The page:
ERIC Number: ED344130
Record Type: RIE
Publication Date: 1992
Reference Count: N/A
Effect of a Summer Enrichment Program for At-Risk Youths on Locus of Control and the Relation to Motivational Orientation.
Ayersman, David J.
Children presently in school face a multitude of problems new and unique to their age group. To combat these problems educators must find new solutions and search out ways of reaching young people before it is too late for them to respond. By examining locus of control, and showing an effective treatment program for transitioning from externality to internality, it may be possible to predict other behaviors and eliminate negative behaviors (drug use, low self-esteem, poor grades) associated with externality which will assist in keeping children in school. Showing a link between locus of control and motivation may help educators develop a better understanding of student behavioral variables. This study examined the relationship between locus of control and motivation. The effects of a multidimensional summer camp program on the locus of control of 41 children at risk for academic failure was also examined. The subjects were given a pre- and posttest at the beginning and end of the six-week summer camp. The effects of the program from pre- to posttest were not statistically significant; however, the pretest scores were significantly more external than previously established norms. Statistical significance was also found by age and gender with younger females being the most external and older males being the most internal. A moderate negative correlation was found linking one of the five motivation subscales (independent judgment) with locus of control. (LLL)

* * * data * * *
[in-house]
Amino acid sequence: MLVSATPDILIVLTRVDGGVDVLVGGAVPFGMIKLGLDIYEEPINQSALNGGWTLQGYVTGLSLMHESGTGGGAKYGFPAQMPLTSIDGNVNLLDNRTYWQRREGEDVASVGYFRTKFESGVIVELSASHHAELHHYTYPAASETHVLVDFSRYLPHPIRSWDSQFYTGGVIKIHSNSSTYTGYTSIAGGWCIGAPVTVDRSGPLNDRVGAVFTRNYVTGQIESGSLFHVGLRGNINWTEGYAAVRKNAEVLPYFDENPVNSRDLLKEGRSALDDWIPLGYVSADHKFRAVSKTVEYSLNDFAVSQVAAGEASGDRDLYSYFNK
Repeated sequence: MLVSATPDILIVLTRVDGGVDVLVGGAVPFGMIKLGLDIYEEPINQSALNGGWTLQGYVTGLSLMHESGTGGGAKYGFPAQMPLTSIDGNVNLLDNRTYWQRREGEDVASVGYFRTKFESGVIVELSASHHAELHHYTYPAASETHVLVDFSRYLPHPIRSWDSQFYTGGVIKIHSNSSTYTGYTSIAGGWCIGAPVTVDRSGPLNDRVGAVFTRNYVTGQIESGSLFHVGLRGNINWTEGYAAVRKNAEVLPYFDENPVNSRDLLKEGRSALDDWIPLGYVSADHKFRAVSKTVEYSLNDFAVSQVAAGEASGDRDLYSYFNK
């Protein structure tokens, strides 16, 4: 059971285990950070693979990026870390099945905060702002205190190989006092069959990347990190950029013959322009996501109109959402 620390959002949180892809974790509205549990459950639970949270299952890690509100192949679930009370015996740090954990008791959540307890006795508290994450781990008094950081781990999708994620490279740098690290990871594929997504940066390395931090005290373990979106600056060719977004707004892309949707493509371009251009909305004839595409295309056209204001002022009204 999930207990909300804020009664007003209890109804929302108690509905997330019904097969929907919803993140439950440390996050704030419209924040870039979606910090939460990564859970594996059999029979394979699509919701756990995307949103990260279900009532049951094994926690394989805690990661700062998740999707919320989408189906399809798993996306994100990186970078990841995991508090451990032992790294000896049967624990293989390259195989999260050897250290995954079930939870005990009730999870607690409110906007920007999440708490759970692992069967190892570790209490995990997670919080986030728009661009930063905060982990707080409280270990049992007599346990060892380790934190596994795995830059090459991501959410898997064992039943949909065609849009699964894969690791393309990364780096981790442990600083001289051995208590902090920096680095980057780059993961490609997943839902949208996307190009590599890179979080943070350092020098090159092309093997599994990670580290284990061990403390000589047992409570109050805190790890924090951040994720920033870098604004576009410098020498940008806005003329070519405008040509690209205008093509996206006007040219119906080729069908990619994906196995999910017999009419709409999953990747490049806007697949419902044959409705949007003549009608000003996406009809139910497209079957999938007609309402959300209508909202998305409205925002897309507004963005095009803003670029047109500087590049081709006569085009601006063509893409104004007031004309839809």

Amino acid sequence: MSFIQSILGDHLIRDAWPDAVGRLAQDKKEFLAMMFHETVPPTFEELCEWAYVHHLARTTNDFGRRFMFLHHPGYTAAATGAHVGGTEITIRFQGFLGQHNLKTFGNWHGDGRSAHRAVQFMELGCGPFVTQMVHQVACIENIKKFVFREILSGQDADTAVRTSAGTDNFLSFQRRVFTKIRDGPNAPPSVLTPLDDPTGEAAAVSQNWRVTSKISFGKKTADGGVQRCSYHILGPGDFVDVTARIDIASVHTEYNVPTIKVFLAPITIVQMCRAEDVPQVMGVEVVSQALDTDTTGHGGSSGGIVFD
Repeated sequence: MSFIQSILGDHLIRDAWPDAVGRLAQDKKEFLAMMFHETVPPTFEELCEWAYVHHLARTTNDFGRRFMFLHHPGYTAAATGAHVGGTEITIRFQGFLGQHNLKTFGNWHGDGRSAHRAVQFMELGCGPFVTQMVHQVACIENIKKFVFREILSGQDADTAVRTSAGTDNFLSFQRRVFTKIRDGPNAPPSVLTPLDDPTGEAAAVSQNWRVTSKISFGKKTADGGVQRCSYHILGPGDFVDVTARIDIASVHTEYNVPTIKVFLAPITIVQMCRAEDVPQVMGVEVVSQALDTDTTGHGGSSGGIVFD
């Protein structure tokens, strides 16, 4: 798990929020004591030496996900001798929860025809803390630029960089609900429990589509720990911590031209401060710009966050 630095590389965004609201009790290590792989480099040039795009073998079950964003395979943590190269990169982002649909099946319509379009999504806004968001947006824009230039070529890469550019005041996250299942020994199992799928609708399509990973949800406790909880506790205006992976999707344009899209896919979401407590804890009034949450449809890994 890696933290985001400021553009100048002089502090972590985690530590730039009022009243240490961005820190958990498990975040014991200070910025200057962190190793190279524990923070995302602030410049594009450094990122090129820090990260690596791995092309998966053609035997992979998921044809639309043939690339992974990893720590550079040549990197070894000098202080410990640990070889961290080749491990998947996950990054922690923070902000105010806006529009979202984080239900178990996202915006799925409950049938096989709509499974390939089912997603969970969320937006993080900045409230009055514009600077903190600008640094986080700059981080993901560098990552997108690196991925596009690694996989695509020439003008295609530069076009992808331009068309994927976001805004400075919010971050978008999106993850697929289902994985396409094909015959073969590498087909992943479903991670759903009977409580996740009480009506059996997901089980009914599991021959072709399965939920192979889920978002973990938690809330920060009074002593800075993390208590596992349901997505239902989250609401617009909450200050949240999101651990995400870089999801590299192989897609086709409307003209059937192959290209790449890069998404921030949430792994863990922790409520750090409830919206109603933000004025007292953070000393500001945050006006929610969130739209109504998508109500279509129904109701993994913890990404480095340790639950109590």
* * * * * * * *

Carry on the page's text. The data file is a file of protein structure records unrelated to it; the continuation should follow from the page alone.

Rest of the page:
Publication Type: Dissertations/Theses - Masters Theses; Speeches/Meeting Papers
Education Level: N/A
Authoring Institution: N/A
Note: M.A. Thesis, West Virginia University. Paper presented at the Annual Meeting of the Eastern Educational Research Association (Hilton Head, SC, March 5-9, 1992), and also at the Meeting of the American Alliance for Health, Physical Education, Recreation, and Dance (Indianapolis, IN, April 7-11, 1992).